One Year Later: Facebook Employees Are Happier Since the IPO
One year following Facebook's (NASDAQ: FB) IPO, its employees are more satisfied than they were in the twelve months before the public offering, as well as more confident in CEO Mark Zuckerberg.
The revealing figures come from a survey conducted by Glassdoor. In the twelve month period before the May 18, 2012 public offering, Facebook workers gave their company a 4.6 rating, where a "5" indicated maximum satisfaction.
In the year since, that rating increased to a 4.7 average among employees. In the same time period, Facebook employees' approval rating of Mark Zuckerberg climbed from 95 percent to 99 percent.
Outside of a rough patch in the first half of 2011, Facebook has maintained a consistently high rating among employees both before and after its IPO.
Employee pay at Facebook also appears to be on the rise, at least among software engineers.
In the past year, the average base salary for software engineers at Facebook was $119,262, compared to $112,193 in the twelve months before the IPO.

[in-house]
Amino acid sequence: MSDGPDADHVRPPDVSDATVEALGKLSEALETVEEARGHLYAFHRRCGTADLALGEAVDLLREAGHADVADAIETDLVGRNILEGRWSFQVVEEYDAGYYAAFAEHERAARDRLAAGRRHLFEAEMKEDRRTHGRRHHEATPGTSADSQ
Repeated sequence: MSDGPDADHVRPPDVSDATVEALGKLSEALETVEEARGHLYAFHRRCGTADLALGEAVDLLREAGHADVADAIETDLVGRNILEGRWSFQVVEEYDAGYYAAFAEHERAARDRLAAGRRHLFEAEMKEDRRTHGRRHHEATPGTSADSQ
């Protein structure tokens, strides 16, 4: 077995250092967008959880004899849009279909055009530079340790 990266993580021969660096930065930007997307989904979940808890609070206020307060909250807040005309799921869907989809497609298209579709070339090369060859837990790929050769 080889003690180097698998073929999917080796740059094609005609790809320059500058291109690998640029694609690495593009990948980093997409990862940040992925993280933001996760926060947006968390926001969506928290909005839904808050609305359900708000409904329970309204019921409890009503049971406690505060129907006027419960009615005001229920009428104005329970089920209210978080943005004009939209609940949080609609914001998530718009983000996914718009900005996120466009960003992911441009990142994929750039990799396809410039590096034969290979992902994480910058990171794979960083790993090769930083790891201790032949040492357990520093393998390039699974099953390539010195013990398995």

Facebook employees are not satisfied with every aspect of their jobs, however. For the twelve month period following the IPO, the employee rating of Facebook's senior management was 4.0, down from the 4.3 rating in the year leading up to the public offering.
Facebook's interview process has nearly doubled. Job candidates report that in the past twelve months, the process takes about 26 days, compared to an average interview process of 16 days in the year before the IPO. The dynamics of landing a job interview of Facebook have also changed.
Pre-IPO, a plurality of candidates received an interview through an online application process -- 29 percent. In the twelve months since the offering, the most commonly reported method of landing an interview -- 27 percent -- was via a recruiter.
When asked to name some of the best reasons for working at Facebook, employees used these words the most:
And the downsides:
Overall, Facebook employees possess a very optimistic business outlook. When asked at the end of Q1 2013, 91 percent of employees believed the company's business outlook would get better in the next six months. Nine percent said the outlook would stay the same, while zero percent claimed Facebook's outlook would get worse.
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